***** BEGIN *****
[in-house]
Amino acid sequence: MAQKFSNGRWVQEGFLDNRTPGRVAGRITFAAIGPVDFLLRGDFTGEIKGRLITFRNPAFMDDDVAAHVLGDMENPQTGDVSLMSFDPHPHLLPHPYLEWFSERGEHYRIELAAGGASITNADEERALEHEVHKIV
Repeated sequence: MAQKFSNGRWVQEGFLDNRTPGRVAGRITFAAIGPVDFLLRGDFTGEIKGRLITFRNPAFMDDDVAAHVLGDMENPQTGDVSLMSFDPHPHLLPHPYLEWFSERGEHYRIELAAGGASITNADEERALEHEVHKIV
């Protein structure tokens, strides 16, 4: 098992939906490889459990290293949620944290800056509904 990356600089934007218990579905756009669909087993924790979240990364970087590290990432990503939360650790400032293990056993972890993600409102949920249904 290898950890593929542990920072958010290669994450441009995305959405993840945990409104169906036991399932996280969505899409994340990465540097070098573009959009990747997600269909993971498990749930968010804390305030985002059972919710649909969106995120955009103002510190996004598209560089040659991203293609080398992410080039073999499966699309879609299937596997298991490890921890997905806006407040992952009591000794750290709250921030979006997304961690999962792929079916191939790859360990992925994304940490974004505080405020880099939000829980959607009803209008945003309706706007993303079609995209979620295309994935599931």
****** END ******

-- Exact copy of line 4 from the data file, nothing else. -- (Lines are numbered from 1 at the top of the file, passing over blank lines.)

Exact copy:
């Protein structure tokens, strides 16, 4: 098992939906490889459990290293949620944290800056509904 990356600089934007218990579905756009669909087993924790979240990364970087590290990432990503939360650790400032293990056993972890993600409102949920249904 290898950890593929542990920072958010290669994450441009995305959405993840945990409104169906036991399932996280969505899409994340990465540097070098573009959009990747997600269909993971498990749930968010804390305030985002059972919710649909969106995120955009103002510190996004598209560089040659991203293609080398992410080039073999499966699309879609299937596997298991490890921890997905806006407040992952009591000794750290709250921030979006997304961690999962792929079916191939790859360990992925994304940490974004505080405020880099939000829980959607009803209008945003309706706007993303079609995209979620295309994935599931």